Rust and C++ interoperability - c++ lambdas

Hello!
I wrote a library in Rust. I want to use the library in a C++ project. I am doing binding to C/C++ now.
I have a problem with passing C++ lambda to C API (Rust) on the C++ side.
My program loses lambda's context - SIGSEGV - Segmentation violation signal

I based on:

  1. FFI - The Rustonomicon
  2. Rust Closures in FFI · Michael-F-Bryan

Have any of you done such a thing?
Where can I find an example project?

I particularly care about some C ++ lambda wrapper tools.

I found it:

  1. stackoverflow
  2. C-Cpp-Notes
  3. nextptr
1 Like

I don't think lambdas are FFI safe. Try manually passing a pointer to the invoked function and another one to its environment instead.

1 Like

Let's start with an example, of Rust exporting a cb-calling function over the FFI:

#[no_mangle] pub unsafe extern "C"
fn call_cb (
    state: *mut c_void,
    cb: Option<unsafe extern "C" fn(state: *mut c_void, arg: i32) -> u8>,
) -> i8
{
    if let Some(cb) = cb {
        dbg!( cb(state, 42) );
        0
    } else {
        -1
    }
}

Now, let's consider a Rust-only case first, shall we? Not really FFI, but it should help us understand what other languages may be doing:

//! Rust, but potentially in another compilation environment (Rust-Rust FFI)
use ::std::{num::NonZeroI8, os::raw::c_void};

mod ffi {
    use super::*;

    extern "C" {
        pub(super)
        fn call_cb (
            state: *mut c_void,
            cb: Option<unsafe extern "C" fn(state: *mut c_void, arg: i32) -> u8>,
        ) -> i8;
    }
}

fn call_cb<Closure : FnMut(i32) -> u8> (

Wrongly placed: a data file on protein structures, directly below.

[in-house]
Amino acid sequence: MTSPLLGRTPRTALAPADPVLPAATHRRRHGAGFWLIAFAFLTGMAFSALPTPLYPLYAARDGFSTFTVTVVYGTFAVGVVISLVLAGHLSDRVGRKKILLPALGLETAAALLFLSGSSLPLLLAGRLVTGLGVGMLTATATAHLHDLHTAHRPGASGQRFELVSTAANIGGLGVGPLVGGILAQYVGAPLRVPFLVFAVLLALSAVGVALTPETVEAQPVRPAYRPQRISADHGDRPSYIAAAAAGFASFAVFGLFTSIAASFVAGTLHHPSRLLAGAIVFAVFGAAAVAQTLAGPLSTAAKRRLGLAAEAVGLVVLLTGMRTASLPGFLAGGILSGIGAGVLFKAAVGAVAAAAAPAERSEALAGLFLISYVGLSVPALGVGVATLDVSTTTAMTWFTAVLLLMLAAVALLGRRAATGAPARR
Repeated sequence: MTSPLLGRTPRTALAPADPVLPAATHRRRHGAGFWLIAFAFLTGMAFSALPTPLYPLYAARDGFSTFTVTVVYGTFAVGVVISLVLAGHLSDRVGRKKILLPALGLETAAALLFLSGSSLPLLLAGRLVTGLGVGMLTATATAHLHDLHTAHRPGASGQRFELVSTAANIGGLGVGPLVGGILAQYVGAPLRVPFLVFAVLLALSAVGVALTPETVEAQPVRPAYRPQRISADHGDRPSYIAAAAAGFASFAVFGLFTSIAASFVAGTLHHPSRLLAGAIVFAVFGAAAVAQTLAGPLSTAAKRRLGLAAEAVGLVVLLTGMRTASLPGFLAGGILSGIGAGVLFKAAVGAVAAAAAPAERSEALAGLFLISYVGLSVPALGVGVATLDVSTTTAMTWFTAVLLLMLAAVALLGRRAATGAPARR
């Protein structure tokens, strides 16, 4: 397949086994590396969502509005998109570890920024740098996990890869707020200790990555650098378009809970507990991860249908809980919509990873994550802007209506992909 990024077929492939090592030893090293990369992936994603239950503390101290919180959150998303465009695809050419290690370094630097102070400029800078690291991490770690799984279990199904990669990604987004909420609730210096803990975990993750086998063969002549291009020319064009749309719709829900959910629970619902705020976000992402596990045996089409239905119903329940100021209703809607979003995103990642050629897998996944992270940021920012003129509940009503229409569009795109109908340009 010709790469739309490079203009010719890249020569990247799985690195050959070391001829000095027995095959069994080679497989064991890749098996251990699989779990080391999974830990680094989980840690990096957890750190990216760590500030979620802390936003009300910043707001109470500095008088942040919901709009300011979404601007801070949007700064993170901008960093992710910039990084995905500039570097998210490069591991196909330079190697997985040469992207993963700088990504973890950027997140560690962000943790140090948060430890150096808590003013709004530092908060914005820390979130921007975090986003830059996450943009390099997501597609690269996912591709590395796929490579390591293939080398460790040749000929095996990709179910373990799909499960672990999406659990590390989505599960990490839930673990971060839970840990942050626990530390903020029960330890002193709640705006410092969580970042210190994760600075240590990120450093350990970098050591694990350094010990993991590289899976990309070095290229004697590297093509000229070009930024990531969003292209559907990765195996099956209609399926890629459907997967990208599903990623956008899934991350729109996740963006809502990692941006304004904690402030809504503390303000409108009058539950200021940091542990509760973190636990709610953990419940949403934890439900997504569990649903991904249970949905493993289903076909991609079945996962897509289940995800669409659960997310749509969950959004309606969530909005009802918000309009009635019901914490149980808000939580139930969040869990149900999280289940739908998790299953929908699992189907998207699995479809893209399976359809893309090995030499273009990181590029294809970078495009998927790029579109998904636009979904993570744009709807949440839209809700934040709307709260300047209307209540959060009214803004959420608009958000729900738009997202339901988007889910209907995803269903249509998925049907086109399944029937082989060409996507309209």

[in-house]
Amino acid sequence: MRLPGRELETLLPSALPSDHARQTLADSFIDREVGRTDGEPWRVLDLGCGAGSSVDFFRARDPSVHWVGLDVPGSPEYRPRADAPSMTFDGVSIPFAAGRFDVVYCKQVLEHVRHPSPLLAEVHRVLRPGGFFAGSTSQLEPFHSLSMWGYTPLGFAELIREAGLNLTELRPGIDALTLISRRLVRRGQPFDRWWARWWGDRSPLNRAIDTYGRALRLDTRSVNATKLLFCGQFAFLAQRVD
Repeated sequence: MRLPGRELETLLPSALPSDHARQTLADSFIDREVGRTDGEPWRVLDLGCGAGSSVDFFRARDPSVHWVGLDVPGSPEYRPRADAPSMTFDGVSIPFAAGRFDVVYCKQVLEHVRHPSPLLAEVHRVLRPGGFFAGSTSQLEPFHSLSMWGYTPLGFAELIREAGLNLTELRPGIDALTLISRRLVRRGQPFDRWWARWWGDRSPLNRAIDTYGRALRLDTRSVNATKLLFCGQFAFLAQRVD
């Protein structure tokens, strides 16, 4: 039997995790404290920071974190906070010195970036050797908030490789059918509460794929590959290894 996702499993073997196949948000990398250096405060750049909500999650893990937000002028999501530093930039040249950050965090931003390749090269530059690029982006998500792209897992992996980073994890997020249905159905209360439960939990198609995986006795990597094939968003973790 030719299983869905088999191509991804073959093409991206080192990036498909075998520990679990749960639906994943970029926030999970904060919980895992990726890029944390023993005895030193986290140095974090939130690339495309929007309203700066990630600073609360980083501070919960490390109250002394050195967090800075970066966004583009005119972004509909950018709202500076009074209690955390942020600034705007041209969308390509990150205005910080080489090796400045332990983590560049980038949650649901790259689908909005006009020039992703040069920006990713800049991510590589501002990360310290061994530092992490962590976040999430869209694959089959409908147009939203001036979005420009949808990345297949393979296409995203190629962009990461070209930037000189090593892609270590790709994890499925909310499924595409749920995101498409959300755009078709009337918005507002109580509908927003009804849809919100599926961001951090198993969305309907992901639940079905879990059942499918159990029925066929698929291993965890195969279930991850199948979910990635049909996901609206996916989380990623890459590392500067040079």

mut closure: Closure, // dubbed `lambda` in C++
) -> Result<(), NonZeroI8>
{
    let state: *mut c_void = <*mut _>::cast(&mut closure);

    unsafe extern "C"
    fn c_cb<Closure : FnMut(i32) -> u8> (
        state: *mut c_void,
        arg: i32,
    ) -> u8
    {
        (*state.cast::<Closure>())(arg)
    }
    
    let status = unsafe { ffi::call_cb(state, Some(c_cb::<Closure>)) };

    if let Some(err) = NonZeroI8::new(status) {
        Err(err)
    } else {
        Ok(())
    }
}

e.g.

fn main ()
{
    // e.g.
    let closure = {
        let upvar = 27;
        move |arg: i32| {
            dbg!(upvar, arg);
            (upvar + arg) as u8
        }
    };
    let _ = dbg!( call_cb(closure) );
}

Well, in C++, it can be kind of similar:

#include <cstdint>
#include <iostream>

extern "C" {
    uint8_t call_cb (
        void * state,
        uint8_t (*cb)(void * state, int32_t arg)
    );
}

for the external declaration, and then:

typedef struct cb_raw_parts {
    void * state;
    uint8_t (*cb)(void * state, int32_t arg);
} cb_raw_parts_t;

template<typename Lambda>
uint8_t c_cb (void * state, int32_t arg)
{
    return (*static_cast<Lambda *>(state))(arg);
}

template<typename Lambda>
cb_raw_parts_t lambda_into_raw_parts (Lambda & lambda)
{
    cb_raw_parts_t ret {};
    ret.state = static_cast<void *>(&lambda);
    ret.cb = c_cb<Lambda>;
    return ret;
}

Usage:

int main(int argc, char const * argv[]) {
    int upvar = 27;
    auto lambda = [=](int32_t arg) -> uint8_t {